Trapo is the common Spanish word for “cloth” or, more commonly, “rag”.
It sounds nothing like the similar words in English, except… it turns out to be a close cousin of drape & drapery.
All come from the same old Irish word, drapih, meaning, “garment.”
We can see the parallel in the t-r-p and d-r-p mapping. Both are the same roots except for the t/d shift, which is a very common and not-noteworthy transition.
A drape, after all, is a form of a cloth.
Although, there is no obvious English cognate, amargo is the Spanish word for bitter. Bittersweet, for example, is amargodulce: literally, bitter-sweet.
Interestingly, though, the very common Spanish word for “yellow,” amarillo, comes from this same root for bitter. It literally means “a bit of bitterness,” from the Latin amarus for “bitter” with the –illo diminuitive ending.
Yellow — the color of melancholy, of puke, of snot — is really the color of just a hint of bitterness.
Insolent derives from the Latin prefix in– (meaning, “the opposite of,” of course) and the Latin root solere, meaning, “to be used to (doing something).” So, an insolent man is literally someone who is used to not doing the things he is expected to do. That sounds pretty insolent to me!
From the same Latin root, we get the Spanish soler meaning “to be used to (doing something)” just like the original Latin root, before the negation. So next time you hear in Spanish, Suelo… (“I’m used to…”) you should think, “Don’t be insolent!”. No one will get the pun other than you, me, and our fellow ForNerds fans.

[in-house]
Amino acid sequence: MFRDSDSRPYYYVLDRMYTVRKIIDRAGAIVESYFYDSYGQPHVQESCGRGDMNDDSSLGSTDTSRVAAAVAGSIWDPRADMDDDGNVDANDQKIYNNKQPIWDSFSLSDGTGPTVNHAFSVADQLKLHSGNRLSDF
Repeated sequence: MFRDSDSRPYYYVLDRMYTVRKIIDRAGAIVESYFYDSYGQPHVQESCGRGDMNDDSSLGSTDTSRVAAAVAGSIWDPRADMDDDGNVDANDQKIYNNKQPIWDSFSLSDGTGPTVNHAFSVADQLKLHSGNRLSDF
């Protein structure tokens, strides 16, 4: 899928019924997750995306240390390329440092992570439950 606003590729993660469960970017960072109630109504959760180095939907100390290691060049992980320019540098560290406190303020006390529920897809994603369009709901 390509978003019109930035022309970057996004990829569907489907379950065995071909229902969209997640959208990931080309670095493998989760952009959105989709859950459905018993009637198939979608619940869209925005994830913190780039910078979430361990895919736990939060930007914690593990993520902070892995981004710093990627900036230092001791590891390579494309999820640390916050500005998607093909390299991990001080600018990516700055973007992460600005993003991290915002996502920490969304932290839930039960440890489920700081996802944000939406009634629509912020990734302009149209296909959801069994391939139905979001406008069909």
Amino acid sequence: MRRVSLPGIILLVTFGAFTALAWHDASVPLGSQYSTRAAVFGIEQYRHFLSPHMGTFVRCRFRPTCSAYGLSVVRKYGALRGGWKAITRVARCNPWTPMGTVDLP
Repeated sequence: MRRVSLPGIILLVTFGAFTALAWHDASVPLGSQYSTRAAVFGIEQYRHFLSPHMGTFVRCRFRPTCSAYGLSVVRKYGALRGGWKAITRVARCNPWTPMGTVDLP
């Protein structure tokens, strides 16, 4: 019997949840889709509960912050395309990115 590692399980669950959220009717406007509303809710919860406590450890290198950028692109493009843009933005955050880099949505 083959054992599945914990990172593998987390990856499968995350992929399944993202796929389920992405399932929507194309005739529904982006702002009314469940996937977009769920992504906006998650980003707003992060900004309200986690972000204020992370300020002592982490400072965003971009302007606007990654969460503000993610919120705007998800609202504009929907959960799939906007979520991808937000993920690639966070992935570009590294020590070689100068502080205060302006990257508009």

Note that this has no relation to the Spanish suelo meaning, “ground”, which comes from the Latin solum.
The Indo-European root kaput, meaning “head”, led to words for the head in almost every western language, with no change.
The kaput turned into the almost-identical caput in Latin; and then that evolved, through very minor changes, to the almost-the-same cabeza in Spanish. The main sound shift is the p to b, but those are very clearly aligned signs that often swap.
Kaput, however, evolved into the German kopf — which then became the English head. How so?
The Germanic sound “k-“, as German evolved into English, generally became the “h-” sound in English. Take century/hundred or horn/cornudo or, my favorite, hemp/cannabis as other examples.
Thus, the c-b(-z) of cabeza maps to the h-d of head. In the English pattern of short, powerful words, the final sound was lost as well, to give us the simple, straightforward head.
The Spanish cepo (for “clamp”; both literal and metaphorical, as in, “to clamp down”) comes from the Latin cippus. Cippus itself comes from the ancient Proto-Indo-European root keipo for a “sharp piece of wood.” From that same PIE root, we get (via German) the English… chip. The c-p to ch-p mapping is clear; and next time you have a chip on your shoulder, remember that this is better than having a clamp on your shoulder!